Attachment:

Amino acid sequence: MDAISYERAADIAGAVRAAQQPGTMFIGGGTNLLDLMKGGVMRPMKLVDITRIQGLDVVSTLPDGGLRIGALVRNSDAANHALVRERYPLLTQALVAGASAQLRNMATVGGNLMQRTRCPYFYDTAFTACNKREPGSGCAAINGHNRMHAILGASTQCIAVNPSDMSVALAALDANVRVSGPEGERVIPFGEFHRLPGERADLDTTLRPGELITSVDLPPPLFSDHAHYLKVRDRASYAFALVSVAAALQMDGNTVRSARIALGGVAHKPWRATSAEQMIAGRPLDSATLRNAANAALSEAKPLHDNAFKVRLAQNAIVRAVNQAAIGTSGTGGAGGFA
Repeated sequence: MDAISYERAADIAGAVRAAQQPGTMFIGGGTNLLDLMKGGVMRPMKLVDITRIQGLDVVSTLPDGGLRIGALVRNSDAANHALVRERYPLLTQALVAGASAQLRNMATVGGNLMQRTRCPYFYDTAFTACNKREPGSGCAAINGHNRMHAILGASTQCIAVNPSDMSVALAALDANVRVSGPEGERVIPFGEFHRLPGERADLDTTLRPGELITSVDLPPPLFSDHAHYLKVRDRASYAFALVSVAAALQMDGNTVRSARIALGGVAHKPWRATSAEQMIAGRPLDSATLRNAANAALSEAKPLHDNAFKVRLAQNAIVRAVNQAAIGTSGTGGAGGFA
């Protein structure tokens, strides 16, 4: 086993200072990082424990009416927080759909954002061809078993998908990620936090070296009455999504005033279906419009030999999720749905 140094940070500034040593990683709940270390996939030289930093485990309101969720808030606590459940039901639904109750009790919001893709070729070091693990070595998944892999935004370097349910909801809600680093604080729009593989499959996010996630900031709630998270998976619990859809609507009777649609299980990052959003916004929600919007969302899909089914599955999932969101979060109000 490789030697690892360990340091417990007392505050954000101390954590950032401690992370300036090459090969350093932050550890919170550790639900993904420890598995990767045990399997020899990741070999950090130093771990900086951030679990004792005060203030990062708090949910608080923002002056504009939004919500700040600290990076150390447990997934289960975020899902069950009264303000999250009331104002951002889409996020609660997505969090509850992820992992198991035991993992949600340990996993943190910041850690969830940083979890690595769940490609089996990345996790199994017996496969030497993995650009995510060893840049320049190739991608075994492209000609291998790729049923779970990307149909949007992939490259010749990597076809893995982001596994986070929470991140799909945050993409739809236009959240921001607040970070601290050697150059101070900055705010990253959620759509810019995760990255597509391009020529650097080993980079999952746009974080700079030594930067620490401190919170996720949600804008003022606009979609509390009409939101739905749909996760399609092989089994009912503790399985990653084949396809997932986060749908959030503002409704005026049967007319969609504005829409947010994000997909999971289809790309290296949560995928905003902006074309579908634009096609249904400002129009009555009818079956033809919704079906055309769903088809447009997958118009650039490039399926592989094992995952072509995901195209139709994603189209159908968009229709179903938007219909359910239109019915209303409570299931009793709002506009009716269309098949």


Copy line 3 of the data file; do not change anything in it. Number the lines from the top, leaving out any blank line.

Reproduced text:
């Protein structure tokens, strides 16, 4: 086993200072990082424990009416927080759909954002061809078993998908990620936090070296009455999504005033279906419009030999999720749905 140094940070500034040593990683709940270390996939030289930093485990309101969720808030606590459940039901639904109750009790919001893709070729070091693990070595998944892999935004370097349910909801809600680093604080729009593989499959996010996630900031709630998270998976619990859809609507009777649609299980990052959003916004929600919007969302899909089914599955999932969101979060109000 490789030697690892360990340091417990007392505050954000101390954590950032401690992370300036090459090969350093932050550890919170550790639900993904420890598995990767045990399997020899990741070999950090130093771990900086951030679990004792005060203030990062708090949910608080923002002056504009939004919500700040600290990076150390447990997934289960975020899902069950009264303000999250009331104002951002889409996020609660997505969090509850992820992992198991035991993992949600340990996993943190910041850690969830940083979890690595769940490609089996990345996790199994017996496969030497993995650009995510060893840049320049190739991608075994492209000609291998790729049923779970990307149909949007992939490259010749990597076809893995982001596994986070929470991140799909945050993409739809236009959240921001607040970070601290050697150059101070900055705010990253959620759509810019995760990255597509391009020529650097080993980079999952746009974080700079030594930067620490401190919170996720949600804008003022606009979609509390009409939101739905749909996760399609092989089994009912503790399985990653084949396809997932986060749908959030503002409704005026049967007319969609504005829409947010994000997909999971289809790309290296949560995928905003902006074309579908634009096609249904400002129009009555009818079956033809919704079906055309769903088809447009997958118009650039490039399926592989094992995952072509995901195209139709994603189209159908968009229709179903938007219909359910239109019915209303409570299931009793709002506009009716269309098949």